WASHINGTON — As the last of the summer's piping plover chicks wobbled from their nests early this month along Cape Hatteras, U.S. Sen. Kay Hagan signed on to a controversial bill that would lift many of the beach closures protecting the rare birds from off-road vehicles.
Hagan, a Greensboro Democrat, disappointed environmentalists, who said they had hoped she would oppose the measure.
“Hagan's signing on to the bill is a surprise,” said Derb Carter, director of the N.C. and S.C. office of the Southern Environmental Law Center, which filed suit two years ago to protect the birds.
“We just would have expected her to have a broader understanding about the national seashore than ORV (off-road vehicle) users, which is what the bill is meant to protect,” he said.
The legislation's lead sponsor is Republican U.S. Sen. Richard Burr, who tried to push through identical legislation last year with then-Sen. Elizabeth Dole, also a Republican.
It would allow more access to popular fishing spots along Cape Hatteras National Seashore from April through August. Many of the spots can be reached only by walking or driving.
Last year the bill failed in a Senate committee vote. It's unclear how Hagan's support as a Democrat would change a vote count.
U.S. Rep. Walter Jones, a Farmville Republican, has identical legislation in the House.
For now, an April 30, 2008, legal decision called a consent decree allows the National Park Service to close many stretches of beach from April through the end of nesting season – usually late July or early August.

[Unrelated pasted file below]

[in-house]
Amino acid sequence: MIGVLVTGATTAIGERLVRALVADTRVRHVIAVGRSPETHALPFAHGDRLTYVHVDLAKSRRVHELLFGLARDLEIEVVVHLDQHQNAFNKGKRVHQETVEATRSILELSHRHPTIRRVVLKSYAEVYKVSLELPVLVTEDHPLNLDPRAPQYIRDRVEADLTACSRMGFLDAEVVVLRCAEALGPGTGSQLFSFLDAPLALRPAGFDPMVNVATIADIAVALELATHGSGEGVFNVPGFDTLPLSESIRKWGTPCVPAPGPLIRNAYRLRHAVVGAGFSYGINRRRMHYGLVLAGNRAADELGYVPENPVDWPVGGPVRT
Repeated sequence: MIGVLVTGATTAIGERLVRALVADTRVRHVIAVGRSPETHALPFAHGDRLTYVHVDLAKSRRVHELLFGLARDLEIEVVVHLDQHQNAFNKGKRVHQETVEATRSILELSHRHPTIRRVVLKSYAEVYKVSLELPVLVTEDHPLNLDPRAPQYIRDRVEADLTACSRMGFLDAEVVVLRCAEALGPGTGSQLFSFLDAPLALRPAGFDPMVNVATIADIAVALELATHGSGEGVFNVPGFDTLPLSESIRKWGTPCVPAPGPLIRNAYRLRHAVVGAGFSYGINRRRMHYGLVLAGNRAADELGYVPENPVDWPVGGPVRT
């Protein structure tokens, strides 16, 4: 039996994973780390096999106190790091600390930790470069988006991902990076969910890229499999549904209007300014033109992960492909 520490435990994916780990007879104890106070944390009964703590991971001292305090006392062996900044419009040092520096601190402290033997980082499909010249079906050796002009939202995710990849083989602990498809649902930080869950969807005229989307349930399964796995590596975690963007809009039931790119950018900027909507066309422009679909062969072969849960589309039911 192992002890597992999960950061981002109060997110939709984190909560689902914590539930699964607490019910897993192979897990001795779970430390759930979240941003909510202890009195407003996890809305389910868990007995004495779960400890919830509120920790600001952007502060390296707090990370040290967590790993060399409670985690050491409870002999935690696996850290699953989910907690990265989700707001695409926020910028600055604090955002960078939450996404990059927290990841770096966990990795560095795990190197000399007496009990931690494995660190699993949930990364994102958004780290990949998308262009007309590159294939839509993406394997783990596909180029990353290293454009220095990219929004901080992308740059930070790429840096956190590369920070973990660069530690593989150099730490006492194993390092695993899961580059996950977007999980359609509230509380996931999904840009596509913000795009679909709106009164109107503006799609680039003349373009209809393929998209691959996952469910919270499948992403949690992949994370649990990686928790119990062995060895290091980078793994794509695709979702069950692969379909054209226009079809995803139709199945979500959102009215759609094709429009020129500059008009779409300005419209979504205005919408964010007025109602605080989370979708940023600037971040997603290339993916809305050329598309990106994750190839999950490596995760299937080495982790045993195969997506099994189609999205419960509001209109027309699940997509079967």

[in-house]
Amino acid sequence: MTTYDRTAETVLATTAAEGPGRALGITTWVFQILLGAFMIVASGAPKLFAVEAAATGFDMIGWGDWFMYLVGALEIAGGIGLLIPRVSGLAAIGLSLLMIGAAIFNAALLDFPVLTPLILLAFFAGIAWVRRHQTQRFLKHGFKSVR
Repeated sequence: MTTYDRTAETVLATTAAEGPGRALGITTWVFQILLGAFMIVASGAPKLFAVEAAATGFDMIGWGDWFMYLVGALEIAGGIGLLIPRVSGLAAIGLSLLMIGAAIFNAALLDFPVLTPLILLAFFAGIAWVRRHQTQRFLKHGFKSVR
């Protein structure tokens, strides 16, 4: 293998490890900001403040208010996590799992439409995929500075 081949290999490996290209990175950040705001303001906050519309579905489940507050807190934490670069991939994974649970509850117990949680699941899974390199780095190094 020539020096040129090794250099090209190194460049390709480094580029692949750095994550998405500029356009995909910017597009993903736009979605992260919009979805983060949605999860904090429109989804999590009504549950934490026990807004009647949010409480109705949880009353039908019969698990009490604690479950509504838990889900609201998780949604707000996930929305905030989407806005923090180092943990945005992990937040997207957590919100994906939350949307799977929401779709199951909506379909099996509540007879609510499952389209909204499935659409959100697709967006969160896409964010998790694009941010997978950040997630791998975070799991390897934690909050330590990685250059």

The closures protect the plovers along with oystercatchers, nesting terns, black skimmers and sea turtles, Carter said.
“It's been another good year for wildlife, so the protections are meeting their intended goal,” he said.
The legislation would overturn the consent decree and revert to a previous draft protection plan that is less restrictive to beach driving.
Hagan supported Burr's bill in an effort to balance the needs of both the wildlife and the local tourism economy, said her spokeswoman, Stephanie Allen.
“The restrictions have been in place for the last two years, and a lot of the local community has talked to the senator about how their business is suffering,” Allen said. “The entire hospitality industry is struggling.”
Rob Alderman, a fisherman and shop owner in Buxton, said the beach closures hurt Hatteras Island businesses beyond bait and tackle shops. He said Hagan's support could be crucial to allowing beach driving.
“It's very important that Democrats sign off on this,” he said.
“The environmental groups may be disappointed, but you can't have it all without hurting somebody, especially in this economy.”